On the whole, we found the touch-screen interface to be quite responsive. There's a touch calibration wizard that you can go through to help with your precision and sensitivity, and the haptic feedback makes the phone vibrate whenever your touch registers. You can even adjust the length and intensity of the vibration. Also helpful is a sound effect whenever your touch registers on the screen. Aside from just tapping, you can also scroll through menus and long Web pages by dragging your finger across the screen.
Despite all this, the touch-screen interface takes some acclimation. This is especially true with the Web browser, where you need to tap a particular icon just right for it to register. We had to tap links several times before it got through, for example. Also, when scrolling through menus, we would sometimes launch an application accidentally. We got used to it after awhile, but it was frustrating at first.
Instead of having to open up the phone to dial or text, you can do both via the touch-screen interface. We liked the virtual dial pad's large digits. Underneath the keypad are shortcuts to voice dialing, the recent calls list, and the contacts list. As for messaging, you can choose a few ways to enter text: handwriting recognition, multitap or T9 via an alphanumeric keypad, or via a landscape QWERTY keyboard.
The EnV Touch has an internal accelerometer, so you can activate the QWERTY keyboard by rotating the phone horizontally. When using the QWERTY keyboard, each key magnifies as you touch it to show that you selected it, much like the keyboard on the iPhone. All of these text entry methods work fine as far as touch-screen interfaces go, but we would definitely choose to use the actual physical keyboard over the touch screen for faster typing.
On the left spine of the EnV Touch are the dedicated camera key, the volume rocker, and the screen lock key. The charger jack is on the bottom, while the microSD card slot and 3.5 millimeter headset jack are on the right side. We're especially glad to see the 3.5 millimeter headset jack, as it's always good to have the option of using your existing headphones. On the back are the 3.2-megapixel camera lens and an LED flash.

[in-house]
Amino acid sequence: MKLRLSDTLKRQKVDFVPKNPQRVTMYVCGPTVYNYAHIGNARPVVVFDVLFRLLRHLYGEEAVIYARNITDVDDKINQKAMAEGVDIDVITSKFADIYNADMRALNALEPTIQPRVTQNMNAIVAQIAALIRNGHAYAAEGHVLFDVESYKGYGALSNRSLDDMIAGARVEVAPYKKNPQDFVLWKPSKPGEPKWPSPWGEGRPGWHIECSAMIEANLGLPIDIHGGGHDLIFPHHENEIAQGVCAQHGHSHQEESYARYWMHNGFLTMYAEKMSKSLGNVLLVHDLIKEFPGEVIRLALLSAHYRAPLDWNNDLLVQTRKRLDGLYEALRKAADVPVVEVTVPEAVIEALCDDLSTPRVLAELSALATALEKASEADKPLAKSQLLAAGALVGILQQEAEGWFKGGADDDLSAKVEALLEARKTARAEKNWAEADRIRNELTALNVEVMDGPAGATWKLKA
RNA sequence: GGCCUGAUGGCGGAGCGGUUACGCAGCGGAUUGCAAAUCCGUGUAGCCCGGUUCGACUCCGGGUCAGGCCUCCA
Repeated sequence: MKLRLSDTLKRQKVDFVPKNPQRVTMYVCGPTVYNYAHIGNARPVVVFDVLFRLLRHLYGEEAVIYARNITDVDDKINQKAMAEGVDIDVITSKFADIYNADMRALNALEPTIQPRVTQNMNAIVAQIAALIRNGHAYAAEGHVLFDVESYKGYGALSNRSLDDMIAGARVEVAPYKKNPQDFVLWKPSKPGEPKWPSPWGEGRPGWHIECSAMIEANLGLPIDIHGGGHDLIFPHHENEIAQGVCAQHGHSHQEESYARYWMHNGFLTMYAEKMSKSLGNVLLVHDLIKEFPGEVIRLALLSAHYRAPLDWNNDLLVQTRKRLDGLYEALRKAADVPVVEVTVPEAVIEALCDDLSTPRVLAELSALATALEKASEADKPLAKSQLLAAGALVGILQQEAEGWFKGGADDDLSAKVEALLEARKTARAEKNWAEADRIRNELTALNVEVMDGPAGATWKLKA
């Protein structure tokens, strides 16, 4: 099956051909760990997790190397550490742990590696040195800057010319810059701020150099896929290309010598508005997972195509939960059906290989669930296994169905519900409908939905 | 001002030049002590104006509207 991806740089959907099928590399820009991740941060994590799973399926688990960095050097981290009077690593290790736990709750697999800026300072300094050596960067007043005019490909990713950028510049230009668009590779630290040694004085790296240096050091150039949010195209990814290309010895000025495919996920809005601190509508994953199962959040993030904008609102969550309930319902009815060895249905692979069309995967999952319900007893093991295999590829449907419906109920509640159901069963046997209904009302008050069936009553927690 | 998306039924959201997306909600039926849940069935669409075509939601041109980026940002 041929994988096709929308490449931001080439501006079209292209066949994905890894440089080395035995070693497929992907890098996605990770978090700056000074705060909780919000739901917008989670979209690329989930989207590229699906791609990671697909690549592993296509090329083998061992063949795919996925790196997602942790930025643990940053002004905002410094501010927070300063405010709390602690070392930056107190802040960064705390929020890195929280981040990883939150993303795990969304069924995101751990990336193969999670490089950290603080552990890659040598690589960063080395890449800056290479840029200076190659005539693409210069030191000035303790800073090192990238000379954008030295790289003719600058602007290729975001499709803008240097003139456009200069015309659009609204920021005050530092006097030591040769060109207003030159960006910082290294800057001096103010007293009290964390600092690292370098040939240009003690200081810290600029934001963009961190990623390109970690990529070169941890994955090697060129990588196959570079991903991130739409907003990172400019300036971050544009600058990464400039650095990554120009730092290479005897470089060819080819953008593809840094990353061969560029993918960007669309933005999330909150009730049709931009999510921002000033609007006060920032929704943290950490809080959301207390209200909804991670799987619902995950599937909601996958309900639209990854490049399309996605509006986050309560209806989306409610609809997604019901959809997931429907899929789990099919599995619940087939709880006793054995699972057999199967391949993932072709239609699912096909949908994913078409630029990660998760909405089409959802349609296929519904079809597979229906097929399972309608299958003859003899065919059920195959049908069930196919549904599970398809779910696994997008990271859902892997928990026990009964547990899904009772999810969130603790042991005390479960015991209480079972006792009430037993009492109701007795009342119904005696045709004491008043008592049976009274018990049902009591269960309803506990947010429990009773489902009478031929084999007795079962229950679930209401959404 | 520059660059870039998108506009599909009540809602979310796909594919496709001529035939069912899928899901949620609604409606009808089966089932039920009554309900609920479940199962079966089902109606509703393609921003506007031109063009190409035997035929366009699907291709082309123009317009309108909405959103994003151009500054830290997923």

The 3-inch internal display is just as large as the external display and just as attractive, with the same color support and pixel resolution. You can adjust the backlight time separately from the external display. You can also change the menu style interface. Do note that you need to open the phone all the way to 180 degrees to access the controls on the left spine.
There are stereo speakers on either side of the display, while two soft keys rest right underneath. Below that is the full QWERTY keyboard. Even though it looks similar to the one on the Voyager, there are a few important differences. There's now a Favorites button that leads to your favorite contacts page, a dedicated text-messaging button, plus the usual Shift and Symbol keys. The biggest change is that the space bar is now located in the middle of the keyboard instead of to the sides. This is a welcome change, as it is far more natural to have the space bar in the middle. Thankfully, the QWERTY keyboard on the EnV Touch is just as easy to use as on the Voyager. The keyboard is spacious, with keys that are raised above the surface and have a nice give when pressed. The 2, Q, W, E, and S keys are grayed out to indicate game pad controls.
To the right of the QWERTY arrangement is the navigation array. It consists of the Send and End/Power keys, a square navigation toggle with middle OK key, the Clear key, and the Speakerphone key. The up, left, and down directions on the toggle can be mapped to three user-defined shortcuts, while the right leads to the My Shortcuts menu, which can also be customized with up to four shortcuts.